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Is colocation pricing set in stone?

Colocation pricing yields a lot more to customer demands than you might expect, so don't choose a provider purely on price: Negotiate.

Your colocation provider will probably become an integral long-term partner to your corporate IT team, so it is crucial to negotiate a contract with the right terms with the best price.

Here, some colocation providers answer common questions about colocation pricing, service-level agreements (SLAs) and more.

How much clout do I have in negotiating colocation pricing?

Colocation providers are opening up more as colo adoption increases, giving the customer more influence on the deal. A full data center is a better deal to operate for colocation providers, so it isn't in their best interests to be rigid on terms, said a representative from GlassHouse Technologies Inc., a Southborough, Mass.-based IT consulting firm.

Flexible, negotiable colocation contracts take many forms. It can mean giving one customer the same SLA as others, but at a shorter contract length. Or colos might offer different customers the same platform and infrastructure, but at different costs, to sign newcomers.

Colocation providers reported offering a Tier 3 facility space as Tier 2 to bring in new customers or new applications at a lower price point. Some providers might throw in managed services or cloud hosting for free in hopes of growing their service relationship with the customer.

"Pricing is important -- not lowest cost, but the structure around pricing that will work best for their requirements," said Bryan Chong, vice president of midmarket sales for Digital Realty Trust Inc., a San Francisco-based data center provider that operates 12 colocation centers globally.

Retail colocation customers -- those with smaller footprints in the colocation center -- are savvy about wholesale colocation contracts and want to align their bill with their actual usage, he said.

For example, retail colocation customers used to pay for a power circuit no matter how much power they used. Today, they can demand metered power, even if they only run a few cabinets.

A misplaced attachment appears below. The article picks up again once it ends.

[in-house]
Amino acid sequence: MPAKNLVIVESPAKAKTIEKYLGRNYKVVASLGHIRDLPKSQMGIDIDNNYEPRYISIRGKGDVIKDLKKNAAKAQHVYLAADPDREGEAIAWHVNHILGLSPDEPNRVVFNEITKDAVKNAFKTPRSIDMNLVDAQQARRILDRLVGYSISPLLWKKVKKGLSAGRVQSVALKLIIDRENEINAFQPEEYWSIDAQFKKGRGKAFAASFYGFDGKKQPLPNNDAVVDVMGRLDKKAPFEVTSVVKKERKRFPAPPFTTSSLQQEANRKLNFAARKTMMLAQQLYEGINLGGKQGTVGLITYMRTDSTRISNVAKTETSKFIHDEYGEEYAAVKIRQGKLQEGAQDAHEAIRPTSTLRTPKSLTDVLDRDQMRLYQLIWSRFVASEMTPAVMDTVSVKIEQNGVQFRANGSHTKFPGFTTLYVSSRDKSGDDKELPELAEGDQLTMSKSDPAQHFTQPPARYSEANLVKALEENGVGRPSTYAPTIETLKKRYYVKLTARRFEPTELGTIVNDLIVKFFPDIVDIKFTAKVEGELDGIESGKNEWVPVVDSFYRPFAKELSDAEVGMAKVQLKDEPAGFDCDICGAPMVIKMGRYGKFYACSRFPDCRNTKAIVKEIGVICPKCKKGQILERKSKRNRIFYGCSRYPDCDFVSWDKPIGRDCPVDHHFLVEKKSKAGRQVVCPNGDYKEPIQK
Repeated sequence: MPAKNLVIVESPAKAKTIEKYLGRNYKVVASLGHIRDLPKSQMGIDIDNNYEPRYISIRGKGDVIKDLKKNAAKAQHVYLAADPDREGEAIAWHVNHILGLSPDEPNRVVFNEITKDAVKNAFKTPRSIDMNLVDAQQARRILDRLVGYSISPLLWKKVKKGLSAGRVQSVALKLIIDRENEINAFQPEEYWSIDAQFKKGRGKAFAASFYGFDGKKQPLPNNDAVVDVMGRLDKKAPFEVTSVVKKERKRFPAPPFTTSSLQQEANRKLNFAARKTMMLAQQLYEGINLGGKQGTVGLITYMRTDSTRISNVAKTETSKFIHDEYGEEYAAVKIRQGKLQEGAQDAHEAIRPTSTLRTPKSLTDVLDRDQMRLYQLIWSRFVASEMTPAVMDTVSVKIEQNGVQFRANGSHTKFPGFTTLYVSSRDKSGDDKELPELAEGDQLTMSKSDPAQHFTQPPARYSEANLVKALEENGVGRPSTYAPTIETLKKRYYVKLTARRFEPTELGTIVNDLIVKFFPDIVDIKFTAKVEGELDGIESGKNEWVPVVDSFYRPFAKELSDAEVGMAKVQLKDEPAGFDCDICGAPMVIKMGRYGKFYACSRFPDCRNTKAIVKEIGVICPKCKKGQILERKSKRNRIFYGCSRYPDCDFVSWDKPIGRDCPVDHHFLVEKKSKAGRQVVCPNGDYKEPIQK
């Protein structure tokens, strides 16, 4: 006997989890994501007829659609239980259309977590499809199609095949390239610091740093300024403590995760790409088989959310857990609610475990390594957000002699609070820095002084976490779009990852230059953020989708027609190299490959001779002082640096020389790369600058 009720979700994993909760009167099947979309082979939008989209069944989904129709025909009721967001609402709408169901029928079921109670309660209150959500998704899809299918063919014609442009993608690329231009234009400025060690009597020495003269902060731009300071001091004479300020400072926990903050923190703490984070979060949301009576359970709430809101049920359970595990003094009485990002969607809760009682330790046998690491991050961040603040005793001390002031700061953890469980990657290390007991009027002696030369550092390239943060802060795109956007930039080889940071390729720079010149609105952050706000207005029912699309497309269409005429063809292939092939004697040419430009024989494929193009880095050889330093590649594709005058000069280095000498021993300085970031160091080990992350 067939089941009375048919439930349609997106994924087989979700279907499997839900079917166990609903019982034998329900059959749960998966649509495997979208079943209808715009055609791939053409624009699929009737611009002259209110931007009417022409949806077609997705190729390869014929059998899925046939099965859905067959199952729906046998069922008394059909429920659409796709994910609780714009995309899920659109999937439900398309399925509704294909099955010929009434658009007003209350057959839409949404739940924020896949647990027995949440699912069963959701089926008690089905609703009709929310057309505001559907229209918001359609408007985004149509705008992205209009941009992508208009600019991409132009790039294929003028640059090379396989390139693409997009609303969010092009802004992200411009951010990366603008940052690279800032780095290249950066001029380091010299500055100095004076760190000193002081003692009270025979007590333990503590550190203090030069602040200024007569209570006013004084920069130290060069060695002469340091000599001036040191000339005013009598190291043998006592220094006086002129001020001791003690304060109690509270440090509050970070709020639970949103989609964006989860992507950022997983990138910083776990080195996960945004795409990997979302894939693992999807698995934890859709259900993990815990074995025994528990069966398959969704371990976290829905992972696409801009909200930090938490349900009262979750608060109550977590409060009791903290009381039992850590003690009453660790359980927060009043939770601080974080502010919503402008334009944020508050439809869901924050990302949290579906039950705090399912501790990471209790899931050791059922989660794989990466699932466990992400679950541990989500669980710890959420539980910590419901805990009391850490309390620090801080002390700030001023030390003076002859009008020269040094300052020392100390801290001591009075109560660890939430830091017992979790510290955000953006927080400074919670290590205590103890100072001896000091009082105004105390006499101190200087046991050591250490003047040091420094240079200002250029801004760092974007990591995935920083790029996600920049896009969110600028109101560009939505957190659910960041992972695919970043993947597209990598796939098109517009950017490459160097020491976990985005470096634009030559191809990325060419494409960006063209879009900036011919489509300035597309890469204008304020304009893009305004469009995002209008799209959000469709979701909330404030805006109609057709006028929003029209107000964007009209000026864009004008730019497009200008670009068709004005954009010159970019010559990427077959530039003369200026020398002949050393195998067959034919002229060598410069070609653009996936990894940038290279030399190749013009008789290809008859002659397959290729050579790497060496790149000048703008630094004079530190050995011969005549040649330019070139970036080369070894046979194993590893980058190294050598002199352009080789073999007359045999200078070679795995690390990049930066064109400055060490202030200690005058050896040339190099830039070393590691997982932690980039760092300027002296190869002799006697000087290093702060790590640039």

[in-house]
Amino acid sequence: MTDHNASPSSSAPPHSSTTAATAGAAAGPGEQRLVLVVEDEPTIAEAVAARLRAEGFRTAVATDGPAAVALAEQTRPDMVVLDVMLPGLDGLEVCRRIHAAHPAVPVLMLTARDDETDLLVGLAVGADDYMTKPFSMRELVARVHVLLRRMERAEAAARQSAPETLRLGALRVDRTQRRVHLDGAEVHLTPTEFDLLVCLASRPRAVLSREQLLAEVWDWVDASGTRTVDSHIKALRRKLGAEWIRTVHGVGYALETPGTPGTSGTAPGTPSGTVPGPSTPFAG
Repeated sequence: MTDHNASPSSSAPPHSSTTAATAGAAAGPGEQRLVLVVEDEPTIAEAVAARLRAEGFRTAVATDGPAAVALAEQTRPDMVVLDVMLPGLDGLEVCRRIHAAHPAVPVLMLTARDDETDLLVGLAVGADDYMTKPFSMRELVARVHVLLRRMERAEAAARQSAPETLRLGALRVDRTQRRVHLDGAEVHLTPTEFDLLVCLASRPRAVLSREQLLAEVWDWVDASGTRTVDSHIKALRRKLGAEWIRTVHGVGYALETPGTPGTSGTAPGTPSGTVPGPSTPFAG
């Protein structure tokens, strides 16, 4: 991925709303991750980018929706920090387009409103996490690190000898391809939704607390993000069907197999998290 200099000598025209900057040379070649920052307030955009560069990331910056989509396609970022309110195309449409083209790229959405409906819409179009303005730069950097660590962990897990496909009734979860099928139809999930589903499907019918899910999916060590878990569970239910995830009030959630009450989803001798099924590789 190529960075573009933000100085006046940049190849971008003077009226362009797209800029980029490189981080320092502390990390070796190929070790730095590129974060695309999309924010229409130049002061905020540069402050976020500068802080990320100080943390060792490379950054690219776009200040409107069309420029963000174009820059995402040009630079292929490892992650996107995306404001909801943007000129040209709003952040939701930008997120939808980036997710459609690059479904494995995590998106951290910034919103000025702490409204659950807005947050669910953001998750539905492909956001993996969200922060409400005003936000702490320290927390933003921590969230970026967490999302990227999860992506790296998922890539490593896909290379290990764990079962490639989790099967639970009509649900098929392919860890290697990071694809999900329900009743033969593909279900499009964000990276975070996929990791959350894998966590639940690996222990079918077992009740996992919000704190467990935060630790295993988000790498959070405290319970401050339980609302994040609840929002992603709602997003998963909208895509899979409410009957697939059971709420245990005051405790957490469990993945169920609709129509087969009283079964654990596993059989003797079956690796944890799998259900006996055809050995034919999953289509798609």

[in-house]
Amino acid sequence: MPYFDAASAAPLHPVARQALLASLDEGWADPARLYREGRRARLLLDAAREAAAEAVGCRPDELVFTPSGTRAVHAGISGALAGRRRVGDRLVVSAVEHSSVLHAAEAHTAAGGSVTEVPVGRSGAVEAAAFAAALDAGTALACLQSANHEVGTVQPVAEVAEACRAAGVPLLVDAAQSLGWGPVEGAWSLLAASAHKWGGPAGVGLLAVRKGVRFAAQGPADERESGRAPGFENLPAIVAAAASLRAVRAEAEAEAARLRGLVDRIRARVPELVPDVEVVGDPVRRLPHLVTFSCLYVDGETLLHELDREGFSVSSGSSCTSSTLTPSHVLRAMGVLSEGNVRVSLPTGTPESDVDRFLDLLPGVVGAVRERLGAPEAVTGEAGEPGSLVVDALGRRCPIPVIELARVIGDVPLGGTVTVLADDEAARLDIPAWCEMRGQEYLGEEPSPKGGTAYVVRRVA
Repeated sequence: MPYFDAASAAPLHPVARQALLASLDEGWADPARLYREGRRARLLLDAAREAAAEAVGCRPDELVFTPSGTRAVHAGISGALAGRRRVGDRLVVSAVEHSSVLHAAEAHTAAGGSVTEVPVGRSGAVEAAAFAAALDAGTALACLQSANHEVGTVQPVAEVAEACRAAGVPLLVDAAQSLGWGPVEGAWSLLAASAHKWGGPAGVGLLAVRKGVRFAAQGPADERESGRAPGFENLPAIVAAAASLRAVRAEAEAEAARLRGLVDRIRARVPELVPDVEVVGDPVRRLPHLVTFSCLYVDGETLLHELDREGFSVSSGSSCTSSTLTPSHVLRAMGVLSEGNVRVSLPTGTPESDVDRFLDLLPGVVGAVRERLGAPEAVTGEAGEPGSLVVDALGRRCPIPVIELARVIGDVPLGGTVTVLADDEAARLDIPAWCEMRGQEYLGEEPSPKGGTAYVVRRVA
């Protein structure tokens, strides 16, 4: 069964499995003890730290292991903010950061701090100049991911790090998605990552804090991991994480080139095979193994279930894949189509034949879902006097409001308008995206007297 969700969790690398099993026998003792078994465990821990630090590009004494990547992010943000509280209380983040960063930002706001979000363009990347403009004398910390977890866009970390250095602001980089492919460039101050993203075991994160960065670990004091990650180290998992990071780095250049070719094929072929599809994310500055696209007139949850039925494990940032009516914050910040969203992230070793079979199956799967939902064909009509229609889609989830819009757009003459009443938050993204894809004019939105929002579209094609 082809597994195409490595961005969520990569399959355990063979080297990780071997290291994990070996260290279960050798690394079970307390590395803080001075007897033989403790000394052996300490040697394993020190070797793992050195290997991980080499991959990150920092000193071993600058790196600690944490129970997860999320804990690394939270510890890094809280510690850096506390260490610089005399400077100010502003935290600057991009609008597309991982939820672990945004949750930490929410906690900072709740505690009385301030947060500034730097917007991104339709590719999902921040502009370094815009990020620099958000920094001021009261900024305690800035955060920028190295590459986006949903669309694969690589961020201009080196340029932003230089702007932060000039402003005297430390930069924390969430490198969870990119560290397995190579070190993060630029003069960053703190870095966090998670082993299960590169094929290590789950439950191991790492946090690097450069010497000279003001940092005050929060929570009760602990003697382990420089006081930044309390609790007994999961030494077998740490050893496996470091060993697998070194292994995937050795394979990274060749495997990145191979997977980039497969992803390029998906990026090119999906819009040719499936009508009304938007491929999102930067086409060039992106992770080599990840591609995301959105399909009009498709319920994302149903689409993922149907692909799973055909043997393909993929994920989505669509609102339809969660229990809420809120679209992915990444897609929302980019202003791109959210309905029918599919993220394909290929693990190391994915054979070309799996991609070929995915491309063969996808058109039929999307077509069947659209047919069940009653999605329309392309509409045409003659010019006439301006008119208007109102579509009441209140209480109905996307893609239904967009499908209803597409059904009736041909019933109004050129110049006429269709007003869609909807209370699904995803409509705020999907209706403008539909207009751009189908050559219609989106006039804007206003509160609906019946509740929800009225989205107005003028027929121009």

But be warned: "Not every offering is the same, and it's still very much a buyer-beware situation," said Chris Crosby, CEO of Compass Datacenters, a Dallas-based company that has built dedicated data centers for colocation providers.

While good real estate location and building design are step one for a successful colocation facility, the company's knowledge of IT operations is what will keep uptime, power usage and security at peak performance for the long run.

"A lot of money is coming into the colocation market that isn't savvy. The real estate model of colocation is out of date," agreed Robert McClary, senior vice president and general manager at Fortrust, a colocation data center operator based in Denver. IT teams should drive data center decisions and talk with a colocation provider to get a sense of how it integrates the management and monitoring tools at its disposal, rather than just looking at their brochure or website.

"System management tools and good design mean nothing in clueless hands -- expertise is a big factor. You can't design around human error, nor can software fix it," he said.

Colocation customers nearly always put strong SLAs on the must-have list for negotiations.

"A bad experience with a previous provider's service means they'll push for a stronger SLA this time," Chong said.

To simplify management and uptime assurances, corporate IT often wants a single SLA that applies to their on-premises and colocation-hosted workloads, and cloud-based applications.

"Enterprise CIOs really care about managing risk and therefore place a large value on corporate IT," said Ian McVey, head of systems integrators at Interxion Holding NV, a carrier-neutral colocation provider in Europe.

The time and money spent on moving out of a colocation provider's facilities are prohibitive, but that doesn't mean you can't change providers. Sometimes a colocation user will leave because they are unsatisfied, often due to an outage or because the old provider ran out of power and the customer couldn't grow any more, Chong said.

Multisourcing colocation providers gives enterprise IT shops more flexibility without the stress, man hours and complications of moving into a new colocation facility.

"Enterprises can take advantage of the [provider] marketplace without being locked into one vendor," McVey said. This is especially true for companies that might want colocation providers with niche strengths and aren't as concerned about simplifying SLA management or contract management.

Vary the contract length to suit your needs as well, Chong advised. If you're interested in building out new applications around a specific project with a small footprint, ask for a contract of one to three years. If you're moving a large infrastructure into the colocation center, the contract will probably be for 10 years, but you can host isolated projects elsewhere and under different contracts depending on their needs.

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This is true of everything in life. Always negotiate. It always frustrates me when people at work don't even bother to try.